After over 40 years of pioneering work in the Life Science industry, a multidisciplinary design team at Ergonomidesign put together their take on the future for the Health Care industry. Their challenge was to envision the future and develop possible solutions for the world to test, use and reflect on. The outcome has generated many discussions, both in the Design and Life Science industries as well as with politicians and policymakers in the European Union. This article describes how Ergonomidesign developed a vision of the future for Life Sciences and how this served as a guide as their designers prototyped how we might manage our own health and interact with doctors, family and other medical professionals and services in the year 2015.
This article describes how Ergonomidesign developed a vision of the future for Life Sciences and how this served as a guide as their designers prototyped how we might manage our own health and interact with doctors, family and other medical professionals and services in the year 2015.
An Integrated Future of Health Care in the Year 2015
In 2009 Ergonomidesign's strategists and futuring experts set out to analyze macro, life science, social and technology trends set ten to twenty years out. We knew that health care was changing and that we could be a part of shaping the future. We also knew that people were seamlessly integrating technologies into their day-to-day activities, social lives and health care management. What we needed was a clear vision about how different the future should or could be.
Trends suggested that by the year 2015, desktop computers as we know them today, will be relics of the past. Rapid advances in screen technology and the diminishing size of microprocessors will make it possible to invent new archetypes for the computer, coupled with new gestural and semantic languages. In an age of ubiquitous computing, our walls, tables and other elements in our environment will become platforms for us to interact on. It will involve access to information, and exchange and generation of data. Most importantly, these interactions will involve people connecting with people in the most serendipitous ways, through a system that is constantly aware and always connected, if desired.
Our research suggested that as we move towards the future of health care, people will increasingly need to feel involved and in control of their own health. People will also need tools to help them collaborate closely with health care providers, doctors and other people they trust to help them manage their health.
Our strategic work resulted in an eco-system that described the Integrated Future of Health Care in the year 2015 with the patient at the center of all activities, services, devices and products.
Bringing the Vision to Life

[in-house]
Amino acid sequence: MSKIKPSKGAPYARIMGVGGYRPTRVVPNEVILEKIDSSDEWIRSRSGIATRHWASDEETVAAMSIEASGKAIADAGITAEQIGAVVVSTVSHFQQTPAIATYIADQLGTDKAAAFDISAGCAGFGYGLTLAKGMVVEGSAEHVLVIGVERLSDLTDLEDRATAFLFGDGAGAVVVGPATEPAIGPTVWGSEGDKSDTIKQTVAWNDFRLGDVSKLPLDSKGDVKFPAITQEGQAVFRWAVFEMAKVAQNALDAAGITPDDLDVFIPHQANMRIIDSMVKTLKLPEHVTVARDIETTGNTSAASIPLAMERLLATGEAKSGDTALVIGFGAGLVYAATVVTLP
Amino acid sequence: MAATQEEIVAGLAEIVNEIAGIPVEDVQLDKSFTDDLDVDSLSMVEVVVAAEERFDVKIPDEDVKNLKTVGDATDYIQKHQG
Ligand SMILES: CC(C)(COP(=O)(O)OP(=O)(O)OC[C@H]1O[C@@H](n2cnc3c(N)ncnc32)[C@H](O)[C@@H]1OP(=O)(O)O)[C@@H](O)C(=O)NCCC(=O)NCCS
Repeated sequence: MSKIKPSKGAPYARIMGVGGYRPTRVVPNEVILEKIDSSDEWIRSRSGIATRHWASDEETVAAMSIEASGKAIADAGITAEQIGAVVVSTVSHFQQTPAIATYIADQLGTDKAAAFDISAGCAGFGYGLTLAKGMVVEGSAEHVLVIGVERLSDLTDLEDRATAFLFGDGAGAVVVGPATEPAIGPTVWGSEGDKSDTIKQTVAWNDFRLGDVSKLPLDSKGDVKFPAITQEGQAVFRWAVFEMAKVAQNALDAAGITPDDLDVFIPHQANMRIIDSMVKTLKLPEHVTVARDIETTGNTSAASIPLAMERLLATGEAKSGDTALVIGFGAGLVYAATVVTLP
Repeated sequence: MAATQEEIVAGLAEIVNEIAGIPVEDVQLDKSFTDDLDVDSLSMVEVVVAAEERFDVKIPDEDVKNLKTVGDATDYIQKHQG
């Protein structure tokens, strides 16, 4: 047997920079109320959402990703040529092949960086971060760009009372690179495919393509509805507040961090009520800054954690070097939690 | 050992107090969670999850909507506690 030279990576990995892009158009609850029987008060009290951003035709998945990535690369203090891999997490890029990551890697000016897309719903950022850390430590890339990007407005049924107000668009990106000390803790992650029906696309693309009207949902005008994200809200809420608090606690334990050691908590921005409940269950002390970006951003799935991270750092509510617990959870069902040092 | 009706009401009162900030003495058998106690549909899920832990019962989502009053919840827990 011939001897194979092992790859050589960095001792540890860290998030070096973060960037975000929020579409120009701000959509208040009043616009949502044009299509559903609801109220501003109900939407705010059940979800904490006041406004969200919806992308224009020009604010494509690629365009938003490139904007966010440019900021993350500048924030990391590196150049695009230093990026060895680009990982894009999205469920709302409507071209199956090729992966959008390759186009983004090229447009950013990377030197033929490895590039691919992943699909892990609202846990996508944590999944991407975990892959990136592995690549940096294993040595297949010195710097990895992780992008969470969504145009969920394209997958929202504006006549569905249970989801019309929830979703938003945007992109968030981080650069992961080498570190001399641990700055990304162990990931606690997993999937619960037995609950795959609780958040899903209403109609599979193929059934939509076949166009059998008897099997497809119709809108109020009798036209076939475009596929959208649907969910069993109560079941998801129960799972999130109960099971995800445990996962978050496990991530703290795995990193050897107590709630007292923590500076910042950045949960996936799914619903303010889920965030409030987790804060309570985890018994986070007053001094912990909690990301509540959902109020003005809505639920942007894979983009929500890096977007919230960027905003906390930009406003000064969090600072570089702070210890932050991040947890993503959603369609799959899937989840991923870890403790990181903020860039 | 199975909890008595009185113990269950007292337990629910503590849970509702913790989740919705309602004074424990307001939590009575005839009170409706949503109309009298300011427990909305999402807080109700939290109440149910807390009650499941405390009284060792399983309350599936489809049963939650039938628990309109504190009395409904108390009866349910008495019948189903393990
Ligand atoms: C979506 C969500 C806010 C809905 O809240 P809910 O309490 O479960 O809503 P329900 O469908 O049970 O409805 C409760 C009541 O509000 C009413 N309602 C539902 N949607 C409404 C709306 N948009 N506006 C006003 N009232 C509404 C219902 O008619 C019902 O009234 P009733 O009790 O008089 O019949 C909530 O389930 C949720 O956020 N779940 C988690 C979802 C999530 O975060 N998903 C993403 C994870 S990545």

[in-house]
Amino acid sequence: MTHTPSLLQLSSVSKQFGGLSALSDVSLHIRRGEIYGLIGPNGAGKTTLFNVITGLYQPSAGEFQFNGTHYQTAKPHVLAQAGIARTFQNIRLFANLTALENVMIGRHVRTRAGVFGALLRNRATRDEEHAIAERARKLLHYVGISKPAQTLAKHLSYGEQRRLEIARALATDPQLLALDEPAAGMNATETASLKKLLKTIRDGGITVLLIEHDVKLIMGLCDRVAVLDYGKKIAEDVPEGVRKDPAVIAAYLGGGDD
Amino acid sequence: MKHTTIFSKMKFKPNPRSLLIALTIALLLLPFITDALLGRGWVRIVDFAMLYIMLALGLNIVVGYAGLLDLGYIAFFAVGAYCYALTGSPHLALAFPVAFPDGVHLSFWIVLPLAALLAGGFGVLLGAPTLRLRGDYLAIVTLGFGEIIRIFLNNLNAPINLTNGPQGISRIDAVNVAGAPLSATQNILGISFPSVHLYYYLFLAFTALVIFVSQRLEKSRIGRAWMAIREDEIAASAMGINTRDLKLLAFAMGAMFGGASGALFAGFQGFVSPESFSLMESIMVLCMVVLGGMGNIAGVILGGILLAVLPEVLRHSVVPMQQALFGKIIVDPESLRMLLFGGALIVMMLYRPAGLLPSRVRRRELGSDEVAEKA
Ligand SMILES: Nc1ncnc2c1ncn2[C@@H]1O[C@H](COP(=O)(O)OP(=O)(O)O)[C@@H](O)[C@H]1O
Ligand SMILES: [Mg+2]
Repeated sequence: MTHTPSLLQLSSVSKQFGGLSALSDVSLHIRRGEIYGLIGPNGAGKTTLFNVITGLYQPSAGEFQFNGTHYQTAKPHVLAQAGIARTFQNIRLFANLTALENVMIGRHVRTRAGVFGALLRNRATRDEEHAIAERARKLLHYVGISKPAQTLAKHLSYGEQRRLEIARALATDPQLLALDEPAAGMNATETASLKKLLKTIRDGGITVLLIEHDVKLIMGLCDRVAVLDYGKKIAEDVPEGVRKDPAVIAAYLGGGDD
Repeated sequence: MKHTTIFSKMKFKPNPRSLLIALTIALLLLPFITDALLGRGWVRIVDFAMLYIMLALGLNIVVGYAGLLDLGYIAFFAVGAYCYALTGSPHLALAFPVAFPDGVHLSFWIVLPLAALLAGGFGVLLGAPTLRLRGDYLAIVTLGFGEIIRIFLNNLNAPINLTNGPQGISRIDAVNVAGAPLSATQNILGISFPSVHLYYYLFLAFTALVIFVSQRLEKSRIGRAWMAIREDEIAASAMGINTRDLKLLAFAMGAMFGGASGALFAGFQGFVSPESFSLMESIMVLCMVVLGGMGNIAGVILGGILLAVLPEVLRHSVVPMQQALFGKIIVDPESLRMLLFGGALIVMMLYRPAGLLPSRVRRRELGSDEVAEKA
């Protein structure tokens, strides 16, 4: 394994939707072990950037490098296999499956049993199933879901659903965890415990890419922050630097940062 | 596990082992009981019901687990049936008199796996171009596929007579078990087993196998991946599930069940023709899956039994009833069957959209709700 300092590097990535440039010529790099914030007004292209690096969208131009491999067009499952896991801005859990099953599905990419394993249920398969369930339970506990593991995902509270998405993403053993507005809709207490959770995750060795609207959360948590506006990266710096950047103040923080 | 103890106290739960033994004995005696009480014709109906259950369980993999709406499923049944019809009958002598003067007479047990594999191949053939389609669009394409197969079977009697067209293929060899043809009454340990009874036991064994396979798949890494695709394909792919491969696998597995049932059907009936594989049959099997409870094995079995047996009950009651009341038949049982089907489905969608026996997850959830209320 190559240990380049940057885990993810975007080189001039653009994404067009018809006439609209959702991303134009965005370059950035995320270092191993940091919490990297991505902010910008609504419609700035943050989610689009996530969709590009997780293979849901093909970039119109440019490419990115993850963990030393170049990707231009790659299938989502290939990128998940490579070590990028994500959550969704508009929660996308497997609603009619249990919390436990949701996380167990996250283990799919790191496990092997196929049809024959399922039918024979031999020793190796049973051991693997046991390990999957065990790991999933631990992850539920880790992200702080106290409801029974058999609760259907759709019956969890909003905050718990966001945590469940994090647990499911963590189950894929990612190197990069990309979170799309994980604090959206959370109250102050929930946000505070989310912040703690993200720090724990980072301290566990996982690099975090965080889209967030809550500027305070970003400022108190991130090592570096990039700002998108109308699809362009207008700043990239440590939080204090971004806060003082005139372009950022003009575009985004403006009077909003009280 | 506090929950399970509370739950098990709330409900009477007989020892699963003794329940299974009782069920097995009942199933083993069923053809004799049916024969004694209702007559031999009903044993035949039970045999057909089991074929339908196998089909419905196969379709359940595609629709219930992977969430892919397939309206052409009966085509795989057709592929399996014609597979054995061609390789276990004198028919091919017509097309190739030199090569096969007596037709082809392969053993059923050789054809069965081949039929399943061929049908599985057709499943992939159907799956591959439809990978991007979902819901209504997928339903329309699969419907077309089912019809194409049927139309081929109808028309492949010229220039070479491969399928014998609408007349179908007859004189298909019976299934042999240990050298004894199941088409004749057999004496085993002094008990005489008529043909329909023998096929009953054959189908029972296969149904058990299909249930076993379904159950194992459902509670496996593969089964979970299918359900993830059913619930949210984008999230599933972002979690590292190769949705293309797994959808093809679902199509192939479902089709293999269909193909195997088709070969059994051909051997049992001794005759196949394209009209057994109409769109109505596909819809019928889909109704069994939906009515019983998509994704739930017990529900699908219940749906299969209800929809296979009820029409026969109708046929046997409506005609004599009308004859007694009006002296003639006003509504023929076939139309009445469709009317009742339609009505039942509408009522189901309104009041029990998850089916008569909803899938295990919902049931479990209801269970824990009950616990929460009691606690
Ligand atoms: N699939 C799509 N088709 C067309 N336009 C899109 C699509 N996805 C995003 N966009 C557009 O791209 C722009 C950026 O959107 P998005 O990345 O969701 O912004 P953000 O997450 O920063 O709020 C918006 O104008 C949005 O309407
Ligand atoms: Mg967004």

The vision needed to be grounded in the experiences of real patients. We introduced two characters that were assigned lifestyles and diseases as we tried to highlight potential real life scenarios. Throughout the entire design process, we leveraged the real world needs as we developed a service solution that would be as seamless, natural and effective as possible.
To tangibly visualize our characters and a glimpse of the future, the team developed the eco-system described in the Integrated Future of Health Care into an application for the Microsoft Surface platform (Surface application). This technology was chosen for its unique ability to invite people into interactions and conversations around the display. Representing a future smart surface, it also provided our team with the opportunity to explore natural user interfaces (NUI) and at the same time challenged the team to design for a full 360-degree interaction and multi-input, multi-user collaboration.
At the Medica fair in Germany (the world's largest medical trade fair) in November 2009, Ergonomidesign presented the concept of the Integrated Future of Health Care including a functioning prototype application on the Microsoft Surface. Already at this stage we had ideas about physical devices that would be able to read biometric data and communicate with all smart surfaces and lead to even more interesting ways of interacting.
Introducing miniME, Personalized Medical Device
After getting great feedback at Medica, we decided to expand the project and develop the next piece of the eco-system puzzle. In late 2010, we introduced miniMe. This futuristic medical device is a personalized monitoring device offering patients and their network constant access to bio data.
Core to the idea was that to support better interaction between people, devices and smart surfaces, it should be possible for all connected devices to be used separately or together with the Surface application. In concept, miniME uses biometric sensors placed on a patient's body to track health stats using RFID (Radio Frequency Identification) and NFC (Near Field Communication). It forwards their health stats through cloud computing so that patients, family members and HCPs can have constant access to data about their physical condition. Using selected shared networks, the data can also be viewed via mobile devices, other specialist medical devices and smart surfaces.